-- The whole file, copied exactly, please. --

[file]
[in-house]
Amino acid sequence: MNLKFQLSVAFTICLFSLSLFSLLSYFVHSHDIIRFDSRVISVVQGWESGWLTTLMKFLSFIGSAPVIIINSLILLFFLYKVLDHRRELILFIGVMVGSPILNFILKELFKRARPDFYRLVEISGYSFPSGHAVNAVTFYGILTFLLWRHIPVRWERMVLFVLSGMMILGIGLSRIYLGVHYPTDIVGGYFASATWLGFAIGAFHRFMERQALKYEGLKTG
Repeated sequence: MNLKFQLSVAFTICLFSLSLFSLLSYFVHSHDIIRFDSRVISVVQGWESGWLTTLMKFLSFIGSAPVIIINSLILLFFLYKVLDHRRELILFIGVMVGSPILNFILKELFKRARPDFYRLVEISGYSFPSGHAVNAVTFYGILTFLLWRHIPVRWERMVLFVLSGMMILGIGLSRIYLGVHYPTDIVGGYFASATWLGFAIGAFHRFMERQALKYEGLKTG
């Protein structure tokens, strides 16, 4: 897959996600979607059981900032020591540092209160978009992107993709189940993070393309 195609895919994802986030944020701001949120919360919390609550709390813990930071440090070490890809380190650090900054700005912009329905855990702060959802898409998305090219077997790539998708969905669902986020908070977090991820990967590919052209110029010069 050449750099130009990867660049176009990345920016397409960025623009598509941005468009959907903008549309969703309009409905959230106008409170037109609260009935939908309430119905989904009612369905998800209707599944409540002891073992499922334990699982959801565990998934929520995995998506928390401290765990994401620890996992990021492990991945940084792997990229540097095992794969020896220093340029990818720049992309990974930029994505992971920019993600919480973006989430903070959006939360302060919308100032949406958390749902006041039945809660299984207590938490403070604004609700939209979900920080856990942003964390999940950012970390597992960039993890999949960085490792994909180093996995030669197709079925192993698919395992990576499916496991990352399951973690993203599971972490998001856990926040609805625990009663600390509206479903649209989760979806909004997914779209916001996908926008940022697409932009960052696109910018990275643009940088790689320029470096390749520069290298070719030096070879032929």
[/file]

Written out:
[in-house]
Amino acid sequence: MNLKFQLSVAFTICLFSLSLFSLLSYFVHSHDIIRFDSRVISVVQGWESGWLTTLMKFLSFIGSAPVIIINSLILLFFLYKVLDHRRELILFIGVMVGSPILNFILKELFKRARPDFYRLVEISGYSFPSGHAVNAVTFYGILTFLLWRHIPVRWERMVLFVLSGMMILGIGLSRIYLGVHYPTDIVGGYFASATWLGFAIGAFHRFMERQALKYEGLKTG
Repeated sequence: MNLKFQLSVAFTICLFSLSLFSLLSYFVHSHDIIRFDSRVISVVQGWESGWLTTLMKFLSFIGSAPVIIINSLILLFFLYKVLDHRRELILFIGVMVGSPILNFILKELFKRARPDFYRLVEISGYSFPSGHAVNAVTFYGILTFLLWRHIPVRWERMVLFVLSGMMILGIGLSRIYLGVHYPTDIVGGYFASATWLGFAIGAFHRFMERQALKYEGLKTG
């Protein structure tokens, strides 16, 4: 897959996600979607059981900032020591540092209160978009992107993709189940993070393309 195609895919994802986030944020701001949120919360919390609550709390813990930071440090070490890809380190650090900054700005912009329905855990702060959802898409998305090219077997790539998708969905669902986020908070977090991820990967590919052209110029010069 050449750099130009990867660049176009990345920016397409960025623009598509941005468009959907903008549309969703309009409905959230106008409170037109609260009935939908309430119905989904009612369905998800209707599944409540002891073992499922334990699982959801565990998934929520995995998506928390401290765990994401620890996992990021492990991945940084792997990229540097095992794969020896220093340029990818720049992309990974930029994505992971920019993600919480973006989430903070959006939360302060919308100032949406958390749902006041039945809660299984207590938490403070604004609700939209979900920080856990942003964390999940950012970390597992960039993890999949960085490792994909180093996995030669197709079925192993698919395992990576499916496991990352399951973690993203599971972490998001856990926040609805625990009663600390509206479903649209989760979806909004997914779209916001996908926008940022697409932009960052696109910018990275643009940088790689320029470096390749520069290298070719030096070879032929």